Facebook iconLinkedIn iconTwitter icon
bequest branding shape tealbequest branding shape tealbequest branding shape teal

7 Books To Help Kids Learn About Death

Preparing for Death

Trying to tell one of your kids about death can be immensely difficult. Not only are you likely to be grieving yourself but now you have to break the news to your little one. It can be hard to understand and accept but thankfully there are many great books that can help.

Here are 7 books that will help them learn about death and hopefully allow them to process it in the best way possible.

7 best books about dealing with death for kids

1. I Miss You: A First Look at Death by Pat Thomas


It’s commonly accepted by child experts that the best way to approach talking about death is to be clear and direct. That means using terms such as ‘died’ and not ‘passed away’. It may seem to be harsher language but children can be more resilient than you think and you don’t want to confuse them.

That’s where this book excels. It explains death simply and directly but without being too blunt. It’s fairly short but manages to capture the life cycle, how people die, what happens after they die and explains how those of different faiths treat death differently.

It’s perfect for small children and helps to normalize death and show them that it’s simply a part of life. I read it to my daughter recently and it allowed her to ask questions and process what happened.

2. Goodnight Mister Tom by Michelle Magorian


If you're looking for a long book that deals perfectly with death then there's no better option than Goodnight Mister Tom. It's a classic and shows how deaths can impact a young child (the character Will) and how he copes with it.

It has a suggested reading level of around 8-12 years but you can read it to your child if they are a little younger than that. Rather than reading it to them directly after a death, this is a great book to teach them about death. This can be very useful for simply building life experience in anticipation of a death, such as the terminal illness of a relative.

3. Badger's Parting Gifts by Susan Varley


A lot of books use the death of animals to soften the subject. This is a book that does it very well while still providing your child with all the information they need. It’s another story that I read to my daughter recently and it helps to focus on celebrating a life rather than focusing on what you’ve lost.

It’s called Badger’s Parting Gifts as the ‘parting gifts’ are the knowledge and memories that he has left behind. The story is heartwarming and follows the badger who knows that he will soon day in old age. It makes it the perfect book after losing a grandparent or great-grandparent.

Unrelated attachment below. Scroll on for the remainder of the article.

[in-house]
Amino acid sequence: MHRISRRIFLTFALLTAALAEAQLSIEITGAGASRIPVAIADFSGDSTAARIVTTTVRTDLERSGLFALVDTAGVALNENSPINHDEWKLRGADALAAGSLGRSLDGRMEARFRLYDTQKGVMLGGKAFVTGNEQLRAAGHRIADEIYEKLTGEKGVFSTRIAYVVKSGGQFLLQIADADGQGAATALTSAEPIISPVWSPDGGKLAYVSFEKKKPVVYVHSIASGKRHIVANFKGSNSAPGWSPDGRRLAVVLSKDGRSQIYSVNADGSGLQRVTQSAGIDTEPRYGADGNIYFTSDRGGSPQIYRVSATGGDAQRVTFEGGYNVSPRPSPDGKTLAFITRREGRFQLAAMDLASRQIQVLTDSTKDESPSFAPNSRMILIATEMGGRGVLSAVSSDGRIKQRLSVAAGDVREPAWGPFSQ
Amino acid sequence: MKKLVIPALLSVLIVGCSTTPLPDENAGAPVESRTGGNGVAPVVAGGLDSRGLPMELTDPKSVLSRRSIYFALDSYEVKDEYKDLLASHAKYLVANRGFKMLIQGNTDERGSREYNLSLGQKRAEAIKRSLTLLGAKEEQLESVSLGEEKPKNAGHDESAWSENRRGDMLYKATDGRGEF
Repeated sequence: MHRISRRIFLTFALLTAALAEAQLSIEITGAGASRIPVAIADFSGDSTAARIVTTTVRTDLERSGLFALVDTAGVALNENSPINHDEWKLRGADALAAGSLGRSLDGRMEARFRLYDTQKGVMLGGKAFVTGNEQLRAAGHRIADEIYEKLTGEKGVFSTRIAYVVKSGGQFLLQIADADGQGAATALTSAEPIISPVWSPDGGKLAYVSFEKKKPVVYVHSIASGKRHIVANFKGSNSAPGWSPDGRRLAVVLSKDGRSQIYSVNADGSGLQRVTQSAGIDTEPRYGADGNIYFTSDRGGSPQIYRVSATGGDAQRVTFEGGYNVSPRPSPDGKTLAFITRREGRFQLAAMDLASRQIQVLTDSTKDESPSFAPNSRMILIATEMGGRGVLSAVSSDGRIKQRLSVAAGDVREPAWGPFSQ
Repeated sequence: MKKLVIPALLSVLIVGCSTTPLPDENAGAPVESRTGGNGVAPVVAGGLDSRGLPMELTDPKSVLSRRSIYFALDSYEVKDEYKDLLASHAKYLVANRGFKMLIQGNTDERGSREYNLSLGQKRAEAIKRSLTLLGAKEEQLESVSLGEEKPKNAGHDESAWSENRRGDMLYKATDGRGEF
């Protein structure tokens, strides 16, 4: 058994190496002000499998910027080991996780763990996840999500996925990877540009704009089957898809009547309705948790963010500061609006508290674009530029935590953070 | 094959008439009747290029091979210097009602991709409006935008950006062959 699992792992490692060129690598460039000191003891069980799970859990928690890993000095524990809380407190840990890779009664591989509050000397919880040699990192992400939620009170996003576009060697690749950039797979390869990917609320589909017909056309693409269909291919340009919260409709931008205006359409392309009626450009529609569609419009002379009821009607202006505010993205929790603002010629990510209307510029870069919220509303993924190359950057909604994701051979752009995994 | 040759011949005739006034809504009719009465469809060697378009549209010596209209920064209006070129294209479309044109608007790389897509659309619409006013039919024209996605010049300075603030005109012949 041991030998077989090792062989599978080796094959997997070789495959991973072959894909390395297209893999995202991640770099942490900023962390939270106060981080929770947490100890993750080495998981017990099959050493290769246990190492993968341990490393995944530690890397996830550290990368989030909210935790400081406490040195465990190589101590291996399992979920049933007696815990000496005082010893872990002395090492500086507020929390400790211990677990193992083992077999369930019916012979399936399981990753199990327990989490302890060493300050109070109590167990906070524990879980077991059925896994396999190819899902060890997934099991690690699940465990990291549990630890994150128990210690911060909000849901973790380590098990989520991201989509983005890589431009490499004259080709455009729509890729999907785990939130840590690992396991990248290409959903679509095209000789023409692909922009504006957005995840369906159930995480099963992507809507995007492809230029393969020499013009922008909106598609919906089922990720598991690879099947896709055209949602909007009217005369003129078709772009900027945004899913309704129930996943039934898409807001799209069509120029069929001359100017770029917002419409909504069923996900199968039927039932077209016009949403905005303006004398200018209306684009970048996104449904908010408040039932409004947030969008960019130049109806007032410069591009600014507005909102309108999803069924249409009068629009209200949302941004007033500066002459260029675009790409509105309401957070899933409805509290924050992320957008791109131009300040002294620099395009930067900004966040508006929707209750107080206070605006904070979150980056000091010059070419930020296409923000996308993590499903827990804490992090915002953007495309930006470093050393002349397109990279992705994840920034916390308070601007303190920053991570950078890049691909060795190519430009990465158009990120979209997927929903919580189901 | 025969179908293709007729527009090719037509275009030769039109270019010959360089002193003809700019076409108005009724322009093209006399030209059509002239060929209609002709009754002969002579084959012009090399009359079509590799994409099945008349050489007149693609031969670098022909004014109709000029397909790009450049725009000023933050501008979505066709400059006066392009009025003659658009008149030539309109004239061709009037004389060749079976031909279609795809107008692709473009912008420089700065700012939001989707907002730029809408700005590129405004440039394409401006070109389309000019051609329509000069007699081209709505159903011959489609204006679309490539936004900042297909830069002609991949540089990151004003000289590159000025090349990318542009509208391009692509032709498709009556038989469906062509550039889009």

4. The Invisible String by Patrice Karst


In a similar way to Badger's Parting Gifts, this book shows children that they are always connected to people even if they are no longer with them. It does so under the metaphor of an invisible string that is between them and everyone they know.

It not only helps with dealing with death but also if they have separation anxiety or loneliness. The book is a great educator and will teach children important lessons in an understandable way. The illustrations are also perfect and will engage your children in the subject matter.

5. The Memory Tree by Britta Teckentrup


The Memory Tree is another which uses animals to explain death. In this book, it's about a fox who goes to sleep forever in the snow. He’s lived a happy life but now is the time for him to pass away and complete the circle of life.

After he passes away, his friends all come to his side and tell their favorite stories about him. It allows your kids to open up about their favorite memories of someone they have lost. It explains the importance of memories and how they keep you connected with anyone you love.

6. Grandad’s Island by Benji Davies


Here we see a book with plays with the idea of someone going to a better place but not mentioning heaven. In this case, the grandad in the story travels to a beautiful island and decides to stay there while his grandson sails back to reality.

When the grandson (Syd) goes to visit his grandad’s house again, he’s not there. It utilizes the power of memories while telling the story in a sensitive way but in enough depth to allow children to understand loss. The illustrations are fantastic which makes it an even better read.

7. Nana Upstairs & Nana Downstairs by Tomie dePaola


Nana Upstairs & Nana Downstairs is a book that deals with the loss of both a grandparent and great grandparent. It’s the story of a boy whose best friend is his ‘nana upstairs’ which is his 94-year-old great grandmother.

The story shows how the boy deals with the loss of his relatives and explains loss in a soft but realistic way. It’s a touching story that is true of many close family relationships. It not only explains death but also compassion and the importance of family.

While you're here ...

Join our waiting list, and see how easy insurance should be! Join the waiting list!

bequest branding shape bluebequest branding shape red

FF Bequest Limited, trading as Bequest, is authorised and regulated by the Financial Conduct Authority with firm reference number 923791. You can check our authorisation on the FCA Financial Services Register by visiting the following website: register.fca.org.uk . We are registered in England and Wales, Registered office address: Founders Factory, Northcliffe House, London, United Kingdom, W8 5EH. Company Number 12367897.

Regulated by the Information Commissioner's Office (ICO) [ZA662891]. “Bequest" is trademark protected by FF Bequest Limited (UK00003452648). FF Bequest Limited is registered in England and Wales, No 12367897.